The Seriousness of Sexual Sin
It is not the purpose of this article to list and address every mention of sexual sin in the Bible, but merely to show that sexual sins are indeed portrayed as being serious and defiling in the New Testament in a similar way as they were in the Old Testament. In ushering in the New Covenant, Jesus & His Apostles and the writers of the New Testament did not suddenly begin winking at such sins. They taught that sexual sin, unless repented of and forsaken, would disqualify people from finally entering the eternal kingdom of God. There are various sorts of sexual sin. Sometimes sexual sin is spoken against in a general manner in the New Testament, and sometimes we find such sins being spoken against very specifically. However, it is very clear that whatever type of sexual sin is being practiced, it is all defiling (i.e. it all causes spiritual uncleanness). For example: Continue reading The Seriousness of Sexual Sin
A Sermon Using Alexander Campbell’s Address on War
Introduction/Foreword (by Bob McCollough)
- In 1836, the Republic of Texas won its independence from Mexico. Nine years later, in 1845, the United States officially annexed the Republic of Texas which was then admitted as a state. Because Mexico still felt like Texas belonged to them, this brought about the Mexican-American war (1846-1848). As a result of its decisive victory in this war, the U.S. gained a huge chunk of Mexican territory which is now the states of California, Arizona, New Mexico, Nevada, Utah, and parts of Colorado and Wyoming. When the war ended, Alexander Campbell (b. 1788; d. 1866)–who was arguably the most prominent and influential pioneer (esp. during the first half of the 1800s) of what eventually became known as the Stone-Campbell Restoration Movement–gave an address on the subject of war. The words and thoughts contained in this lesson I am presenting this morning are essentially his. Campbell’s Address on War (delivered in 1848) is sixteen pages long. So, for the most part, I just condensed his words down to about three pages and put them in modern, everyday English.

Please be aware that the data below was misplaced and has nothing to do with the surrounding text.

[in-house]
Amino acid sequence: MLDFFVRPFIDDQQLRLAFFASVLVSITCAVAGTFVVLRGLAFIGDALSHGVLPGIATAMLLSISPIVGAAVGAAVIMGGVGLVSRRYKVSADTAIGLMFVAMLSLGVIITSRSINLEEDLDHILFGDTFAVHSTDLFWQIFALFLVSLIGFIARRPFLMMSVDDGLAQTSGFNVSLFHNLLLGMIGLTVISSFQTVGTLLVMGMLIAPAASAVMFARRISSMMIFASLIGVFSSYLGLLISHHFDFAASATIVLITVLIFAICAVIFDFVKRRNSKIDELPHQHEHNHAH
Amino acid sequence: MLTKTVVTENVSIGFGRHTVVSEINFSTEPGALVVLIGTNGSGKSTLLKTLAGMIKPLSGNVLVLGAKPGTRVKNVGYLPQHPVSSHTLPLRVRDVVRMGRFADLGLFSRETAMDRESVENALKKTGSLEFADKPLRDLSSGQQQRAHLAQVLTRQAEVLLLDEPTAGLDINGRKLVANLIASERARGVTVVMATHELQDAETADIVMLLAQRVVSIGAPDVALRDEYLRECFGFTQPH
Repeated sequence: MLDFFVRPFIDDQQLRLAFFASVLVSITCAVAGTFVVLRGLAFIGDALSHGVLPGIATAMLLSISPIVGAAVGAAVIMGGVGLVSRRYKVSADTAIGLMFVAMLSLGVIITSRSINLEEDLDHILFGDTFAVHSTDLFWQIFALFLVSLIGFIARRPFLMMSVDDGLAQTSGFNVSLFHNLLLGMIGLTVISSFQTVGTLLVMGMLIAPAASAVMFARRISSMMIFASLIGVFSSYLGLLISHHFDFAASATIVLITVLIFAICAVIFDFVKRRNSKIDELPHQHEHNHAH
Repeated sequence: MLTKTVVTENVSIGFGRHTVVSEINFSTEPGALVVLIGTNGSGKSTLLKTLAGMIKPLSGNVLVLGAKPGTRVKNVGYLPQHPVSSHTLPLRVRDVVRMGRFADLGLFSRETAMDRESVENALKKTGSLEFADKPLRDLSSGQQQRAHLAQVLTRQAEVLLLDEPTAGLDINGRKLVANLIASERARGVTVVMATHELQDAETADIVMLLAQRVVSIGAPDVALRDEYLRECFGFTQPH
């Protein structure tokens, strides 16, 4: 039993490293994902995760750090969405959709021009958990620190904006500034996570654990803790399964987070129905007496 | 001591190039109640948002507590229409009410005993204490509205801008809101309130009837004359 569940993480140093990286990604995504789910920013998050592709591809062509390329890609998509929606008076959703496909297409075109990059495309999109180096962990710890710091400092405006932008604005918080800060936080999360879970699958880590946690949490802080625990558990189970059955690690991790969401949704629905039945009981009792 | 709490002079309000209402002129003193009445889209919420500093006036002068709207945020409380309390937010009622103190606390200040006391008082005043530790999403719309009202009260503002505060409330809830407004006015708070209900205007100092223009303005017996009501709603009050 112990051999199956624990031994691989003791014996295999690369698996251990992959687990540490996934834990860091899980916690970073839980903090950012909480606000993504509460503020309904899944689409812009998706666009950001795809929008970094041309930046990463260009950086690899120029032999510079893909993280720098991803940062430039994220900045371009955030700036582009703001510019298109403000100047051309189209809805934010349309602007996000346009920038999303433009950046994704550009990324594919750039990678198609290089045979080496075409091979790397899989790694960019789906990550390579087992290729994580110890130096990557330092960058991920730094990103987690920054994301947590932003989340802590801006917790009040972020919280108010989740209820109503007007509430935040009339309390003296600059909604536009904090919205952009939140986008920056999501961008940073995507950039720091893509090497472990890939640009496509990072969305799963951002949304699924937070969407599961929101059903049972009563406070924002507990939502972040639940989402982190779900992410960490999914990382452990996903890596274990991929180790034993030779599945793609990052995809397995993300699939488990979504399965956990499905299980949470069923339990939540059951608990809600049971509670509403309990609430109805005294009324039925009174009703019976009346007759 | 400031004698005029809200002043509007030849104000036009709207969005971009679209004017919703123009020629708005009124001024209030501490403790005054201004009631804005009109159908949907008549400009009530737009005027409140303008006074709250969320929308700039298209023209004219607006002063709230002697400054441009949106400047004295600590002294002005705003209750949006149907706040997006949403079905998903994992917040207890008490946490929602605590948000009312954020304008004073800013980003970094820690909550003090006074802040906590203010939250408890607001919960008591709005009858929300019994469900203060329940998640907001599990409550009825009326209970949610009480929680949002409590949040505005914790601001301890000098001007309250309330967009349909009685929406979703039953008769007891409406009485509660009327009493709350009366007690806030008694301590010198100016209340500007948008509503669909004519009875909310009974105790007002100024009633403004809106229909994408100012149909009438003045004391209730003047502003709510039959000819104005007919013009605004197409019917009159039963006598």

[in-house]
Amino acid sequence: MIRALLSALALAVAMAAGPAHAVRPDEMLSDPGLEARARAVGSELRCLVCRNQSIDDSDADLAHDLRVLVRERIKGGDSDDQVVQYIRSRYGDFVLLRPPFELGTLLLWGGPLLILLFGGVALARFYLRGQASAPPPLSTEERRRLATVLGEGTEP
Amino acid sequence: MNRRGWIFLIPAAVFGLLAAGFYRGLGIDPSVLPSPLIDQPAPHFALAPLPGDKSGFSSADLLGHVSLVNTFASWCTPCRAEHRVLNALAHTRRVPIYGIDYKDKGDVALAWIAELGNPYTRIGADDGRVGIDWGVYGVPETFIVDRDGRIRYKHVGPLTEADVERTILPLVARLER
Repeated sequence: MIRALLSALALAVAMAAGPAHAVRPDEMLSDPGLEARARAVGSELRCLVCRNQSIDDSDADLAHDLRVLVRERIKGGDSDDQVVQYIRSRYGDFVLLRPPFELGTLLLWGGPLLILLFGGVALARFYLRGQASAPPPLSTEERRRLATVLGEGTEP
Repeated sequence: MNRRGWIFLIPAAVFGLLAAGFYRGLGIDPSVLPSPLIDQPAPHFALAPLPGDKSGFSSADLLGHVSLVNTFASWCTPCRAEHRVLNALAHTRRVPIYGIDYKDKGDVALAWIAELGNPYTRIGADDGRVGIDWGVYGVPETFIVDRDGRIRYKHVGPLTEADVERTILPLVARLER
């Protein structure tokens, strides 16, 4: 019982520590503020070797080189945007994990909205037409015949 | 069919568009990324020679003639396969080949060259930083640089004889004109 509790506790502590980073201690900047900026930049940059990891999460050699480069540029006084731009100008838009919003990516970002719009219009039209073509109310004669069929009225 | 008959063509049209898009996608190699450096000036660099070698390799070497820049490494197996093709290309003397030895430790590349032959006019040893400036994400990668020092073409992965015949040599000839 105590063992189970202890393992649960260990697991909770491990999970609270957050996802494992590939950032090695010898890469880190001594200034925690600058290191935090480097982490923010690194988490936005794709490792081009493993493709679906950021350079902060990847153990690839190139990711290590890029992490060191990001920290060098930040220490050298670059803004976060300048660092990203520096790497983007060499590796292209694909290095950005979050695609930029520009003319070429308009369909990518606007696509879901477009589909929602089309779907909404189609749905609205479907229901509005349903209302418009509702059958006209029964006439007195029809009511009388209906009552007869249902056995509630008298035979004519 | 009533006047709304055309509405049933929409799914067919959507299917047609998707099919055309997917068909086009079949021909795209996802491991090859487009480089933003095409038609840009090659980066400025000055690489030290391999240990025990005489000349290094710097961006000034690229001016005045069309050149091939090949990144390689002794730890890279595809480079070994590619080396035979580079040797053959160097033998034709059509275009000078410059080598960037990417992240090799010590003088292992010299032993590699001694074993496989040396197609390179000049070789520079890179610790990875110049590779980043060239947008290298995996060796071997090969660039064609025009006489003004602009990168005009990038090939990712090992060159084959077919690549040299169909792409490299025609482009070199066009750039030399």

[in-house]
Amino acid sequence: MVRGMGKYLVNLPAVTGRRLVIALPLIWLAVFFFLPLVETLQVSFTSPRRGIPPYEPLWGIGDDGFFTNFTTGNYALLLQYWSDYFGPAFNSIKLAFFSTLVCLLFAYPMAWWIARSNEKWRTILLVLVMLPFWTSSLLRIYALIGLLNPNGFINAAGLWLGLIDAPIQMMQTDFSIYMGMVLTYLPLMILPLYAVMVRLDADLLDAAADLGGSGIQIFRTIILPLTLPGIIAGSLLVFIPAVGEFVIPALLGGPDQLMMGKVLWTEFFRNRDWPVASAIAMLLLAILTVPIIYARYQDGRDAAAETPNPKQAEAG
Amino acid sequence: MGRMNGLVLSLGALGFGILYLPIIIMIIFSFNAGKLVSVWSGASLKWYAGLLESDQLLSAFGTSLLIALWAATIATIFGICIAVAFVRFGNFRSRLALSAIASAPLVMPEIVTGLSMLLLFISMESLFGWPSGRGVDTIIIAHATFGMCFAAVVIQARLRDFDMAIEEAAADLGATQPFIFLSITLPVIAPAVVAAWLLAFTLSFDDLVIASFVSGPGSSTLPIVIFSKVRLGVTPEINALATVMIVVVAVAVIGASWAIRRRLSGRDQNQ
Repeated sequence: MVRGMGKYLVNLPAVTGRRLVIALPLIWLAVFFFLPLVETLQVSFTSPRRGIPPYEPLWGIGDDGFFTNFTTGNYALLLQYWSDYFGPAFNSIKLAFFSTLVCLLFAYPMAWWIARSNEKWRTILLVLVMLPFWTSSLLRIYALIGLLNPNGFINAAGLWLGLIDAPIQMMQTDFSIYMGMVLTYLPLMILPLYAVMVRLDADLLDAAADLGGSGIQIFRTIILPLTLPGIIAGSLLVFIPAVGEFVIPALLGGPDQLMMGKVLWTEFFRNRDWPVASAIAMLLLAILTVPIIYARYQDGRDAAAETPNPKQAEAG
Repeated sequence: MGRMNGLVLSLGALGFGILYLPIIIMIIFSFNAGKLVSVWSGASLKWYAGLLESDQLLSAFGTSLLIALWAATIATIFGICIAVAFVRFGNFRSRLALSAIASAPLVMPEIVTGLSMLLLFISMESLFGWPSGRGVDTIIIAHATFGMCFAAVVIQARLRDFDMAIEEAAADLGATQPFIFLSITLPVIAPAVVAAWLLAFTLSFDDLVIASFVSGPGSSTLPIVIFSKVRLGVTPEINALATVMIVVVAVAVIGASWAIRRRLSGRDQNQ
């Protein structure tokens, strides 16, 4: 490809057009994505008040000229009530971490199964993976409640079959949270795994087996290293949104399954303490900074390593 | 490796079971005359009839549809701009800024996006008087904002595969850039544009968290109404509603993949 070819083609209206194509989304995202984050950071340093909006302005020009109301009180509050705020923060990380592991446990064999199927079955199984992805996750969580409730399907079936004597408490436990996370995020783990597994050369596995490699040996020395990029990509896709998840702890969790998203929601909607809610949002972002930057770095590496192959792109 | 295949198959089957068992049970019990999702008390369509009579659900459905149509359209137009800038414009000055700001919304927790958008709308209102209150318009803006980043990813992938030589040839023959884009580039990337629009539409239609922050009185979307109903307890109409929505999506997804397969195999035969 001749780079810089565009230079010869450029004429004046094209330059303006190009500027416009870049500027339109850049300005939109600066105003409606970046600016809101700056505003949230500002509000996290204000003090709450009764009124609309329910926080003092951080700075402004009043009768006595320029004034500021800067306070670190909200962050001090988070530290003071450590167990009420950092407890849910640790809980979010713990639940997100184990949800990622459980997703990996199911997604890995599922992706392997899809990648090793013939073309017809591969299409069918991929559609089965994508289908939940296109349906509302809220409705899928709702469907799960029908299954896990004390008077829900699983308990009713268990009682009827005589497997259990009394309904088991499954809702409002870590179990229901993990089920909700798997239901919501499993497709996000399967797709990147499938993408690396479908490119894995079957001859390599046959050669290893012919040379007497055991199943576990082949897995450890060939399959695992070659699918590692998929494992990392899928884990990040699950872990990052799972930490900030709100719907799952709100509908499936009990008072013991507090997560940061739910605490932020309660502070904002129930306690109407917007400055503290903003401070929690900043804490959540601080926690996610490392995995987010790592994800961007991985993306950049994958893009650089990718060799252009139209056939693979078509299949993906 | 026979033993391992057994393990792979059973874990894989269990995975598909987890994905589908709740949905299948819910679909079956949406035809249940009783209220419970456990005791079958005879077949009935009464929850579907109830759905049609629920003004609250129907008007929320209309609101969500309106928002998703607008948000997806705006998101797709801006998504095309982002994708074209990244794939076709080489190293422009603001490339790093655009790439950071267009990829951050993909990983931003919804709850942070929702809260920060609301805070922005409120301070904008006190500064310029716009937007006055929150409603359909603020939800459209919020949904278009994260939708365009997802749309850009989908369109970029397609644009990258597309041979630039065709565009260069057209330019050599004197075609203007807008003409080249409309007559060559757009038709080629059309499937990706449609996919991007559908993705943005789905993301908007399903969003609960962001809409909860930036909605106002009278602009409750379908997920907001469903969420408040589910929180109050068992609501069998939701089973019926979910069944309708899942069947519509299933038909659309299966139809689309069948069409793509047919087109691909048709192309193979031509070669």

Continue reading A. Campbell’s Address on War
by Tolbert Fanning (b. 1810; d. 1874)
Attentive Reader,–Will you agree to set aside your previous beliefs and stifle your prejudices while we examine, by the light of the Scriptures, a theme most dear to the interests of Messiah’s kingdom?
At no period in the world’s history has a discussion of the subject of war been more urgently demanded than at the present. Nations and individuals still settle their difficulties by mortal combat—not at all questioning the divine right of slaying their fellows.
These remarks are not just intended for savages or infidels, but for the civilized nations of the earth, and for such professed Christians as feel authorized by God and their country to take the life of their fellow man. Continue reading WAR
The New Testament Teaching Concerning
THE WAY OF SALVATION
Have you ever heard Christians speak of the “plan of salvation” and wondered what they meant by such an expression? The expression is often used to refer to the normative process revealed in the New Testament by which a person initially becomes a Christian. While the phrase “plan of salvation” is not entirely misleading, it has been a bit overused. After all, the exact expression is nowhere found in the New Testament. Continue reading The Way of Salvation